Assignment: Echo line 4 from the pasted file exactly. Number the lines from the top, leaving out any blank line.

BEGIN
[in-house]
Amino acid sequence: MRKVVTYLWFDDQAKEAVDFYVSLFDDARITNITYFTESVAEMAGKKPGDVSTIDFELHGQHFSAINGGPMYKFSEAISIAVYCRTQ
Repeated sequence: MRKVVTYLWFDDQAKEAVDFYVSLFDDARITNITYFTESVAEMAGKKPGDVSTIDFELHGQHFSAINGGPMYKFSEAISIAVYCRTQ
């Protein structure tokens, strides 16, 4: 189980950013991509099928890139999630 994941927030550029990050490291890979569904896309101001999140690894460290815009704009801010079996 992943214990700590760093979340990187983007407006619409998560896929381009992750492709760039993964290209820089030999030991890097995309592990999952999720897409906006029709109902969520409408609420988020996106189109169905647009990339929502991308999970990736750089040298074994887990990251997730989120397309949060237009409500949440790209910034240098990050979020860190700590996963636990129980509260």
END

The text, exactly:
């Protein structure tokens, strides 16, 4: 189980950013991509099928890139999630 994941927030550029990050490291890979569904896309101001999140690894460290815009704009801010079996 992943214990700590760093979340990187983007407006619409998560896929381009992750492709760039993964290209820089030999030991890097995309592990999952999720897409906006029709109902969520409408609420988020996106189109169905647009990339929502991308999970990736750089040298074994887990990251997730989120397309949060237009409500949440790209910034240098990050979020860190700590996963636990129980509260």